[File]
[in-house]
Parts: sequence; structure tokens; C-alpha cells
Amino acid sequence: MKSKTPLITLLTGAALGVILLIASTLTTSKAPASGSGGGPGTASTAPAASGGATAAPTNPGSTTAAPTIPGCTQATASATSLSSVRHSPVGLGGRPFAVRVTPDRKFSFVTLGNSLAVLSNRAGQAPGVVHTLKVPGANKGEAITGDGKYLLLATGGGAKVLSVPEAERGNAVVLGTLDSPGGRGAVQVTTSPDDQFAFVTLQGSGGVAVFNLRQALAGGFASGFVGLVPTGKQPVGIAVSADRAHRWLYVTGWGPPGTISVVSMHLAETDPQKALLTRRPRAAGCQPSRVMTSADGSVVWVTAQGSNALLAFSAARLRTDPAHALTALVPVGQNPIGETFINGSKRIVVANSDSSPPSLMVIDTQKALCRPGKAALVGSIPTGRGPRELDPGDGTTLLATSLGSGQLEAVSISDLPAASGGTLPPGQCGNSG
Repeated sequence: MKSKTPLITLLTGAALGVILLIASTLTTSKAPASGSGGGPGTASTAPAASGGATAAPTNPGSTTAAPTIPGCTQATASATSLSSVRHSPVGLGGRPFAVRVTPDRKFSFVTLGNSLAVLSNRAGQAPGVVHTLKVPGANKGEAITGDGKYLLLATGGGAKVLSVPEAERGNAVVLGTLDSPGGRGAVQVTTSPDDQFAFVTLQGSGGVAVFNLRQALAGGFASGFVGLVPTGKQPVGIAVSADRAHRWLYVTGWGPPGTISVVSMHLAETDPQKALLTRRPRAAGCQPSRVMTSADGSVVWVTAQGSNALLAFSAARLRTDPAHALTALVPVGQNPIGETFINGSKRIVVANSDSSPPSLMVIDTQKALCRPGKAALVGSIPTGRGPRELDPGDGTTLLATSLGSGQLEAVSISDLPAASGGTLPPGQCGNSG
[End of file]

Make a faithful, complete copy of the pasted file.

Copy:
[in-house]
Parts: sequence; structure tokens; C-alpha cells
Amino acid sequence: MKSKTPLITLLTGAALGVILLIASTLTTSKAPASGSGGGPGTASTAPAASGGATAAPTNPGSTTAAPTIPGCTQATASATSLSSVRHSPVGLGGRPFAVRVTPDRKFSFVTLGNSLAVLSNRAGQAPGVVHTLKVPGANKGEAITGDGKYLLLATGGGAKVLSVPEAERGNAVVLGTLDSPGGRGAVQVTTSPDDQFAFVTLQGSGGVAVFNLRQALAGGFASGFVGLVPTGKQPVGIAVSADRAHRWLYVTGWGPPGTISVVSMHLAETDPQKALLTRRPRAAGCQPSRVMTSADGSVVWVTAQGSNALLAFSAARLRTDPAHALTALVPVGQNPIGETFINGSKRIVVANSDSSPPSLMVIDTQKALCRPGKAALVGSIPTGRGPRELDPGDGTTLLATSLGSGQLEAVSISDLPAASGGTLPPGQCGNSG
Repeated sequence: MKSKTPLITLLTGAALGVILLIASTLTTSKAPASGSGGGPGTASTAPAASGGATAAPTNPGSTTAAPTIPGCTQATASATSLSSVRHSPVGLGGRPFAVRVTPDRKFSFVTLGNSLAVLSNRAGQAPGVVHTLKVPGANKGEAITGDGKYLLLATGGGAKVLSVPEAERGNAVVLGTLDSPGGRGAVQVTTSPDDQFAFVTLQGSGGVAVFNLRQALAGGFASGFVGLVPTGKQPVGIAVSADRAHRWLYVTGWGPPGTISVVSMHLAETDPQKALLTRRPRAAGCQPSRVMTSADGSVVWVTAQGSNALLAFSAARLRTDPAHALTALVPVGQNPIGETFINGSKRIVVANSDSSPPSLMVIDTQKALCRPGKAALVGSIPTGRGPRELDPGDGTTLLATSLGSGQLEAVSISDLPAASGGTLPPGQCGNSG